I've learned quite a bit about NeoPixels through developing Madison's NeoClock and the PICsellator but I wanted to take a step up in processing power.  The PIC was certainly an incredible platform for those projects but I also wanted to work on something a bit more "forgiving" (from a floating-point calculation perspective).  Finally, I wanted to have a simpler interface to the NeoPixels that didn't require as many bit-twiddling babysitting processor cycles.  I've studied a number of different approaches (fancy SPI and DMA tricks with specially encoded memory to create the WS2812 bitstream, etc.) but my little brain craves simple.  So the challenge became, as ever, to use what I've learned to create something I need.  The gauntlet is thrown...

To help develop a wire-wrap MC68000 system I used an STM32-based board (another story for another time) and had studied it enough to feel pretty comfortable using it for my "next step up" in processing power.  The STM32 family has some very nice features, I had already been down the tool-chain cobbling path, and the price was right (already owned!) so the question became how to get from here: 

to here:

I need some sort of simple interface to NeoPixels...a pixel interface...a Pixif!  I had a name!  That's the hardest part, right?  ;-)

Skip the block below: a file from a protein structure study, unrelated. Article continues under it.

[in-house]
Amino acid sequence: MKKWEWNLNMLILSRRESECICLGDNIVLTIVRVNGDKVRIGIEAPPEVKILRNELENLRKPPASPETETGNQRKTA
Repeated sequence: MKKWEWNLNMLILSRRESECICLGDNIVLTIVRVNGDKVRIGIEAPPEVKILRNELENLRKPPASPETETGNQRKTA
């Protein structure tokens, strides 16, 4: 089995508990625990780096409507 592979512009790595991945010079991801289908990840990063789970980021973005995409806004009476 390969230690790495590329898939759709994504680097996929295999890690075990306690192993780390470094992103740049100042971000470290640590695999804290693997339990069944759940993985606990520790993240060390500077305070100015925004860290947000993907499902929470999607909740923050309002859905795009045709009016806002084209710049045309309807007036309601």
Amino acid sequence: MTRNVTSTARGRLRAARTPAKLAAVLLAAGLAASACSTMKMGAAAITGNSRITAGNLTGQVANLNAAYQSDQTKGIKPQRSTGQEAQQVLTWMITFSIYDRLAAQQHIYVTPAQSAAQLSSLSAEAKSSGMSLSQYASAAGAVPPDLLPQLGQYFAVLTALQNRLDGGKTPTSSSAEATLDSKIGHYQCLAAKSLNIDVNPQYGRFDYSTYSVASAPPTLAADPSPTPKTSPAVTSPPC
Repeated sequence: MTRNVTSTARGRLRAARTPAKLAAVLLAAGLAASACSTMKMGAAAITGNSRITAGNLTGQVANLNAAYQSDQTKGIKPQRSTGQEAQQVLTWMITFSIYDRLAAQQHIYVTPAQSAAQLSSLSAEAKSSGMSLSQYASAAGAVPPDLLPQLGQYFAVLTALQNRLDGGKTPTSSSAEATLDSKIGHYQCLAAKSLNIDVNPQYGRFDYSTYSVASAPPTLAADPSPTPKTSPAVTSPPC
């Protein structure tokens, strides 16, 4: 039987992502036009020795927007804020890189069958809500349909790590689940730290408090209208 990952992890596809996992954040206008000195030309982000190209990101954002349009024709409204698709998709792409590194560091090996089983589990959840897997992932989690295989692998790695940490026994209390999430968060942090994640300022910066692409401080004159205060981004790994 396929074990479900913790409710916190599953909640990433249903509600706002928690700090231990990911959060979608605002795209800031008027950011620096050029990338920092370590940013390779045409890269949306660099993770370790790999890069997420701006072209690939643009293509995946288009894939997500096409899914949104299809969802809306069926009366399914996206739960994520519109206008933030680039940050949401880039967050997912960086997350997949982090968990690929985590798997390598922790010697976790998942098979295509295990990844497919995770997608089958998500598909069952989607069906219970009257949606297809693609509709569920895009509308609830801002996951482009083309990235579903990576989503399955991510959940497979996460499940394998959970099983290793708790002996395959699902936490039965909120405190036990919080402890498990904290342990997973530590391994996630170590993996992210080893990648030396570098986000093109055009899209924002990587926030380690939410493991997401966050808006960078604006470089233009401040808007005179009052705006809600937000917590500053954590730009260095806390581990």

The PICsellator showed that I could efficiently drive NeoPixels and have a nice, clean interface in the PIC's memory (basically just a vector of RGB values for the pixels' colors).  How could I now have that simple interface appear in another processor's memory with minimal impact to that processor's (calculation and memory) bandwidth?  My first thoughts were to use the DMA-supported SPI Main in the STM32 to drive a modified PICsellator as a SPI Secondary.  That certainly seemed workable but possibly a bit limiting (no pun!) if I wanted to expand - the prospect of babysitting multiple SPI Mainss and their DMA engine(s) wasn't overly appealing.  How would it go if the pixel interface (the Pixif!) was the SPI Main, ran independently and retrieved its pixels' color data autonomously?  Sometimes it can be very enlightening to turn over a problem and work it backwards...  For me, this was one of those.

This guide was first published on Dec 08, 2014. It was last updated on Mar 08, 2024.

This page (From Here to There) was last updated on Mar 08, 2024.

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